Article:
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A Differential forms and vector calculus

  1. Oct 29, 2016 #1
    Let

    ##0##-form ##f =## function ##f##

    ##1##-form ##\alpha^{1} =## covariant expression for a vector ##\bf{A}##

    Then consider the following dictionary of symbolic identifications of expressions expressed in the language of differential forms on a manifold and expressions expressed in the language of vector calculus in ##\mathbb{R}^{n}##.

    ##i_{\bf{v}}(\alpha^{1}) \iff \bf{v}\cdot{\bf{A}}##

    ##df \iff \text{grad}f##



    Now, with ##\alpha^{1} = a_{i}dx^{i}##,

    why is ##\textbf{d}i_{\bf{v}}(a_{i}dx^{i})\iff\text{grad}({\bf{v\cdot{A}}})\cdot{d\bf{x}}##

    and not ##\textbf{d}i_{\bf{v}}(a_{i}dx^{i})\iff\text{grad}({\bf{v\cdot{A}}})##?
     
    Last edited: Oct 29, 2016
  2. jcsd
  3. Nov 3, 2016 #2
    Thanks for the thread! This is an automated courtesy bump. Sorry you aren't generating responses at the moment. Do you have any further information, come to any new conclusions or is it possible to reword the post? The more details the better.
     
  4. Nov 14, 2016 #3

    lavinia

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    An exterior derivative is always a differential form not a vector.
     
  5. Nov 15, 2016 #4

    WWGD

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    Doesn't the vector space duality give you equality (up to non-natural isomorphism)?
     
  6. Nov 15, 2016 #5

    fresh_42

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    The exterior derivation is an operator that shifts k-forms to (k+1)-forms. But this non-natural between 1-forms and vectors drives my nuts. To be or not to be?
     
  7. Nov 15, 2016 #6

    lavinia

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    Yes but that is not the point.

    If the isomorphism were natural then it might be reasonable not to distinguish them. The different isomorphisms define all of the possible metrics - I think. One could also say that a vector is the same as the operator that takes inner products with that vector. But again this operator is not a vector. It is a dual vector.
     
  8. Nov 15, 2016 #7

    fresh_42

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    I don't think that this is a legal implication. At a short glimpse into my homology book, duality seems to be a natural functor.
     
  9. Nov 15, 2016 #8

    lavinia

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    Can you explain this further? It seems that if there is no natural isomorphism then identifying the spaces is not natural. The isomorphism between a vector space and its dual seems to require a metric. But the double does not.

    BTW: What is the title of your homology book?
     
    Last edited: Nov 15, 2016
  10. Nov 15, 2016 #9

    fresh_42

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    I can, but it's in the wrong language and from the 70's (G. Brunner: Homological Algebra; even amazon apparently doesn't have it). But as I said, I didn't really searched for an exact definition of "natural" in a sense as "universal" is defined. I simply stumbled upon the definition (and a commutative diagram) of a functorial morphism, which the author said is also called morphism of functors or natural transformation, resp. natural equivalence in case of isomorphisms. To me it made sense, since duality transforms objects and morphisms between two categories in a - which I find - natural way and I couldn't see, why this diagram shouldn't commute in the case of the ##*##-functor.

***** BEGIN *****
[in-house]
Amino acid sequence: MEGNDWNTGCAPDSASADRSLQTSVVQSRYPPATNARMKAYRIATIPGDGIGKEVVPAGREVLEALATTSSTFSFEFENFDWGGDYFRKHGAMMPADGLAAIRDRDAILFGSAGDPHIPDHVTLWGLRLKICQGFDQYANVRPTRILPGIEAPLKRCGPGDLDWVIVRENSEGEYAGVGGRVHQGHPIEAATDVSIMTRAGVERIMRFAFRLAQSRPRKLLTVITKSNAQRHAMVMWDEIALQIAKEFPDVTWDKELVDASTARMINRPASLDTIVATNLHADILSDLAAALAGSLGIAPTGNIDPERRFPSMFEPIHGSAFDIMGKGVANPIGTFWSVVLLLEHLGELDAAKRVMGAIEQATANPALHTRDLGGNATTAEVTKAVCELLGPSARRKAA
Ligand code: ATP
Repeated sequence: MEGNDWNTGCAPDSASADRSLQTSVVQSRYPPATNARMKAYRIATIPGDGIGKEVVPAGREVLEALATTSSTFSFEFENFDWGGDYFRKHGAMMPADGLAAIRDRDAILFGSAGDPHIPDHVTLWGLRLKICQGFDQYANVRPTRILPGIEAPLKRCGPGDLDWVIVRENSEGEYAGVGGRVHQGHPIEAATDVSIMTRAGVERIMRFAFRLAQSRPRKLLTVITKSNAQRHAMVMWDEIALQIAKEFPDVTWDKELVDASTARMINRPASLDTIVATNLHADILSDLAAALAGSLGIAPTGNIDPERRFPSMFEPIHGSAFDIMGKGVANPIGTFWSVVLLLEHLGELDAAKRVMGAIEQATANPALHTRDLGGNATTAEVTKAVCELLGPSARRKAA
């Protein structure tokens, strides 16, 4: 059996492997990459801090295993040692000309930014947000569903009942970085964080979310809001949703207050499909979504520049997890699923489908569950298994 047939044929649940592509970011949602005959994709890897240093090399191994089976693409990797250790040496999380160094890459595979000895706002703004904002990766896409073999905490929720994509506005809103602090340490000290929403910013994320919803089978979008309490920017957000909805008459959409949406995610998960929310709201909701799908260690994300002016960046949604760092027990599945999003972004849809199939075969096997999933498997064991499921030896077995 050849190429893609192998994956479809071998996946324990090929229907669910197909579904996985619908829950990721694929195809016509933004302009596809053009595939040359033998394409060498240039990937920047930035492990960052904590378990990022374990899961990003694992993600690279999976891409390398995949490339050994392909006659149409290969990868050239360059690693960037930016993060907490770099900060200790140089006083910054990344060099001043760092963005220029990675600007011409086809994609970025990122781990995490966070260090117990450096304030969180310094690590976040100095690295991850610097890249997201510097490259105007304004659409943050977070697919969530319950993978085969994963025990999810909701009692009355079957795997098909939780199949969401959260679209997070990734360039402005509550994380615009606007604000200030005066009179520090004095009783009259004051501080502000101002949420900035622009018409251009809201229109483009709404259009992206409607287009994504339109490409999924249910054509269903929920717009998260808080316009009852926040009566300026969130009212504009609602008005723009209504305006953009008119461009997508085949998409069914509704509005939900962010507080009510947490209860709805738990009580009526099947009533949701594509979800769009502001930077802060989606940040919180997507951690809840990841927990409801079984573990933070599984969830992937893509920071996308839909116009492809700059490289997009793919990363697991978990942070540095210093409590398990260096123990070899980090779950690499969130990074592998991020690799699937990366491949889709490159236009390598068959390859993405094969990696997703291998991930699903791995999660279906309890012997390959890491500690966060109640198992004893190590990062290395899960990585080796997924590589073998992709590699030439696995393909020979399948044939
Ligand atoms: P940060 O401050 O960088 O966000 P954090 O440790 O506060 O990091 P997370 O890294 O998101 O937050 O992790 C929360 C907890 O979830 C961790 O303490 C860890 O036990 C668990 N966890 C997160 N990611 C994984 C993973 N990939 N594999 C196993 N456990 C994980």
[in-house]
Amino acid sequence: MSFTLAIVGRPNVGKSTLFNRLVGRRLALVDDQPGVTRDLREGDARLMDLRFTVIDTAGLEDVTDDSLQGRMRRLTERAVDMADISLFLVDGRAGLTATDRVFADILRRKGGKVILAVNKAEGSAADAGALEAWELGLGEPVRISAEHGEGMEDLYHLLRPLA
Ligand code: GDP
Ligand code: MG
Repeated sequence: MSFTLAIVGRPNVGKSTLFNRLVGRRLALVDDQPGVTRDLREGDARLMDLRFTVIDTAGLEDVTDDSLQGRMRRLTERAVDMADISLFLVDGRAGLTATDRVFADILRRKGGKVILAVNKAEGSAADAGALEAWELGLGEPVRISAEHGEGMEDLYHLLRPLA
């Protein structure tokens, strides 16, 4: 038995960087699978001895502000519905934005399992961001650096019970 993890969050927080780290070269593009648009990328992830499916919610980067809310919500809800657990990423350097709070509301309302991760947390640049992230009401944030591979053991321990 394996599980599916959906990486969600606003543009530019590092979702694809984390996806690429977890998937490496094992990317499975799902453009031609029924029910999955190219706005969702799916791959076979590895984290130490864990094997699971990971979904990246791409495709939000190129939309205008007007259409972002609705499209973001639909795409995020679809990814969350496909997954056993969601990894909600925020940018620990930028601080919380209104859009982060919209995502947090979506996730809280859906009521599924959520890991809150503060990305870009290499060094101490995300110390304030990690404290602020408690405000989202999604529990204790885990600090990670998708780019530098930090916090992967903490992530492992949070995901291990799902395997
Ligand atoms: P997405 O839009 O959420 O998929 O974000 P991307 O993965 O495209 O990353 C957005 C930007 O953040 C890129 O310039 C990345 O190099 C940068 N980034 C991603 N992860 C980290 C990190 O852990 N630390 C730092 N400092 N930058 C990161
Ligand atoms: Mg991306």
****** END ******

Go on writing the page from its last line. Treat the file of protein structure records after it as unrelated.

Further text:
11. Nov 15, 2016 #10
    "Doesn't the vector space duality give you equality (up to non-natural isomorphism)?"

    This amounts to nothing more than saying that the two real vector spaces have the same dimension.

    "... duality seems to be a natural functor."

    There is such a thing as a "functor", and there is such a thing as a "natural transformation". But I do not know the definition of a "natural functor".

    For why an isomorphism between a vector space and its (algebraic) dual is not natural, see Wikipedia: https://en.wikipedia.org/wiki/Natur...le:_dual_of_a_finite-dimensional_vector_space.
     
  12. Nov 15, 2016 #11

    fresh_42

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    Yes, this is nonsense, see the correction in #9 to "natural transformation". But, as I said, I took only a glimpse on it, without further examination. Therefore thank you for clarifying this. I wouldn't have expected it to be a counterexample. Something learnt. (Does this count for tuesday or wednesday? :smile:)
     
  13. Nov 15, 2016 #12

    lavinia

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    If there were a canonical isomorphism from the tangent bundle of a smooth manifold to the bundle of differential 1-forms then every manifold would have a canonical metric.
     
    Last edited: Nov 15, 2016
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